Bingo As a British Tradition

Britain is full of traditions from Donkey Rides to Maypole dancing and everything in-between. Without a doubt bingo is one of the nations favorite and became popular in the swinging sixties. As well as your traditional hall, bingo is played at social clubs and church fetes as well as becoming part of a good old trip to the seaside.
The UK version of bingo is played on a card consisting of three rows of five numbers, fifteen in all, which range from 1-90. The objective of the game is to be the first to strike the numbers off the card as they are announced by the games bingo caller. The jackpot for the game is usually paid out in three stages, the first (and usually lowest) to the player who is the first to fill one line, the second for the player who gets two and the games jackpot goes to the first player to call three lines, which is more commonly known as a full house.
Though bingo is without a doubt our favorite tradition, we’ve also added a further five below. Take your pick as to what you like best แทงบอลออนไลน์.
Changing of the Guard
Get yourself down to Buckingham Palace and you’ll be able to see the Changing of the Guard. Each and morning at 11.30, new guardsmen, dressed in bright red uniforms and bearskin hats take the place of the 30 old guards in a ceremony that takes around 45 minutes. Changing of the Guards dates back to 1660, during the rule of Charles II.
Fish and Chips
On cold dark rainy nights (that will be most nights then), nothing tastes nicer than a portion of fish and chips. The dish has been popular among the British working classes since the latter half of the 19th Century, when trawl fishing became widespread in the North Sea. Haddock and cod are the main choices at most ‘chips’ and are generally accompanied by a portion of mushy peas, bread and butter and washed down with a good old cup of tea. Although the meal is mainly served these days is white wrapping, it use to come in old newspapers hence the saying, “Today’s news is tomorrow’s chip paper.”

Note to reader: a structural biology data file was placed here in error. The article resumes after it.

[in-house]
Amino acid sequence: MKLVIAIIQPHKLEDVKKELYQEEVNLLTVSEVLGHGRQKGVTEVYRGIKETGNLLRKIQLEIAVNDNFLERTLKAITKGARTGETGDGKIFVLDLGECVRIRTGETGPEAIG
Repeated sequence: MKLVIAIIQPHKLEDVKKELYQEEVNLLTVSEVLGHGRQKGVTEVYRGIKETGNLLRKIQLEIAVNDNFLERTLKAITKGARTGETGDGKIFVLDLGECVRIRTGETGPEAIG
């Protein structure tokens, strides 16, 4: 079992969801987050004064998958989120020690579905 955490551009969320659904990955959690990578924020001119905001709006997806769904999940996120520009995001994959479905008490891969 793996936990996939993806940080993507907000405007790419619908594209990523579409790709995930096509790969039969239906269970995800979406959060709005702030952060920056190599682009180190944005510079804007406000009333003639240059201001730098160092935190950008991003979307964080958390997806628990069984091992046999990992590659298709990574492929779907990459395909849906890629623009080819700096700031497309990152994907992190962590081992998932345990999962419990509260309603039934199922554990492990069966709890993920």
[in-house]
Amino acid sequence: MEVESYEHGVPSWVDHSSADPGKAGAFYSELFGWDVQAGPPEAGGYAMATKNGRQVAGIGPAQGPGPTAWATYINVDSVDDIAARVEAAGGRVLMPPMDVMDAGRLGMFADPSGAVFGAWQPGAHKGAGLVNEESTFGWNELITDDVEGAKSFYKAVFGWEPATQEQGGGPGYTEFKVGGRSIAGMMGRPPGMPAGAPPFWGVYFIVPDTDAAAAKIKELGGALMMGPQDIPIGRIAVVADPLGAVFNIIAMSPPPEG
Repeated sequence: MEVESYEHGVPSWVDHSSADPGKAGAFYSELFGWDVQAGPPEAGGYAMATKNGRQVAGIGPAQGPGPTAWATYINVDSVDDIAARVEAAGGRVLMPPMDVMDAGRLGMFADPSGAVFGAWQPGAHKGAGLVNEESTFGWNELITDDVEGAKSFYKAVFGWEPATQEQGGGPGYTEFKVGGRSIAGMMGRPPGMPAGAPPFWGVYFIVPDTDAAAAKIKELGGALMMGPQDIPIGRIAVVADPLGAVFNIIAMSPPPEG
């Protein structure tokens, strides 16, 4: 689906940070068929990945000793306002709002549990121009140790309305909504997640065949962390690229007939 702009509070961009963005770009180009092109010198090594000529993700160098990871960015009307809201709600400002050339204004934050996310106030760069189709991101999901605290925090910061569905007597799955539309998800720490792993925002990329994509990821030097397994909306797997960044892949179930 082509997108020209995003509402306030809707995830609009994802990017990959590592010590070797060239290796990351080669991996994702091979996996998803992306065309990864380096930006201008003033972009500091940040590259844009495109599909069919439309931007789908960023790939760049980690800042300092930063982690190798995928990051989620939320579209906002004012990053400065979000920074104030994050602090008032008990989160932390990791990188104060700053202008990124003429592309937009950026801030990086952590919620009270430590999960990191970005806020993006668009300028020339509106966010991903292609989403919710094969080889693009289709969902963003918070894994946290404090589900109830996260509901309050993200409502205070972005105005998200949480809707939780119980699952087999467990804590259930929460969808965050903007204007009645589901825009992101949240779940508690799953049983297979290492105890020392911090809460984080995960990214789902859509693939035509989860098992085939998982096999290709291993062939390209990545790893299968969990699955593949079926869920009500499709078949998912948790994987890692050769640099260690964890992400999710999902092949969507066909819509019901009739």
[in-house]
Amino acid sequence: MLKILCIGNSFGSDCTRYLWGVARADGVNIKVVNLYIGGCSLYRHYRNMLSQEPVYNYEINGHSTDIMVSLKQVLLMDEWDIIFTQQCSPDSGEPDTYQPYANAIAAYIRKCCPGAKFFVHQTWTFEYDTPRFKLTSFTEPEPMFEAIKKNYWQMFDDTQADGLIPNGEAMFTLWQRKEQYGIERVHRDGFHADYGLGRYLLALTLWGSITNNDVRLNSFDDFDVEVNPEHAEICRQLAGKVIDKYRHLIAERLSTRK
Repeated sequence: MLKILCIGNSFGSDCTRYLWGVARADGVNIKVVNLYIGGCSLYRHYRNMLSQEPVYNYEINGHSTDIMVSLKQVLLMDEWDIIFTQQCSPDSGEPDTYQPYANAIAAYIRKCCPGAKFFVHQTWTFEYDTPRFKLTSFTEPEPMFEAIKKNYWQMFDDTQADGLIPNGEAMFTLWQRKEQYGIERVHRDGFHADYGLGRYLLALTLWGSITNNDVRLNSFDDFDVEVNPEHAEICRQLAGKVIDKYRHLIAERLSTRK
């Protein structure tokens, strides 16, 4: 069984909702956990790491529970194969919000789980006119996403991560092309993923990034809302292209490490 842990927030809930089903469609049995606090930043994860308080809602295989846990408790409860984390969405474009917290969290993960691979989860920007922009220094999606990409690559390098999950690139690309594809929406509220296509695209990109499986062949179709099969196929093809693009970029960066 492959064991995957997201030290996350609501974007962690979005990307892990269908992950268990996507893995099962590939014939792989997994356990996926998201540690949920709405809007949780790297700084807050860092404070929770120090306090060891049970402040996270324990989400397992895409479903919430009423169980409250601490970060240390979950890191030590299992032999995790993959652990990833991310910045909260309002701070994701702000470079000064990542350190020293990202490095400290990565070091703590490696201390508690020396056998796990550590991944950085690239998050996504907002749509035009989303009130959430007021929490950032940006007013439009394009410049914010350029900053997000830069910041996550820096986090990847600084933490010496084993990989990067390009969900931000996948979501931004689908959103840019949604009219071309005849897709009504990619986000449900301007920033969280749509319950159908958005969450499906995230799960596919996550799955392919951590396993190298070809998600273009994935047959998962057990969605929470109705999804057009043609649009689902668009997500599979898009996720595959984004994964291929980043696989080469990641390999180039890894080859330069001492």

Midsummer’s Day
Ever wondered why they can’t move Glastonbury to a drier time of the year? Well, the reason that the event is often washed out is held in the last full weekend of June, is so it coincides with the summer solstice, more commonly known as midsummer’s day. Midsummer’s day falls on June 21st each year in the northern hemisphere and is the day in which the sun is in the sky for the longest. The celebration of this day, which many believe to be the luckiest of the year, dates back to pagan times, when people would light bonfires to give thanks to the sun. If you fancy making this year’s mid summer’s day memorable, why not get yourself down to Stonehenge, where modern day druids still party hard.
Nine ravens (which are large crows) currently live in the grounds of the Tower of London. The birds have their wings clipped, as it is said if they ever leave then the entire British Monarchy will fall. Though it is not known of when the legend came about, the birds have been unable to fly away since Charles II, still reeling after the execution of his father by Oliver Cromwell, heard the legend and ordered that they remain their forever. Let’s hope they have a laptop so they can still enjoy all the fun of online bingo.
Reach the grand old age of 100 and not only will you play a lot of games of bingo, you’ll also receive a telegram from the Queen. The British Monarch’s have been sending telegrams to centenarian citizens since 1917, when the Queen’s grandfather George V was on the throne. Pass the 100 mark and you’ll have to wait for your 105 to get your next birthday greeting from her madge, though after that you’ll get one on every birthday after than. Telegrams are also sent to couples who are celebrating their 60th diamond’ wedding anniversary.

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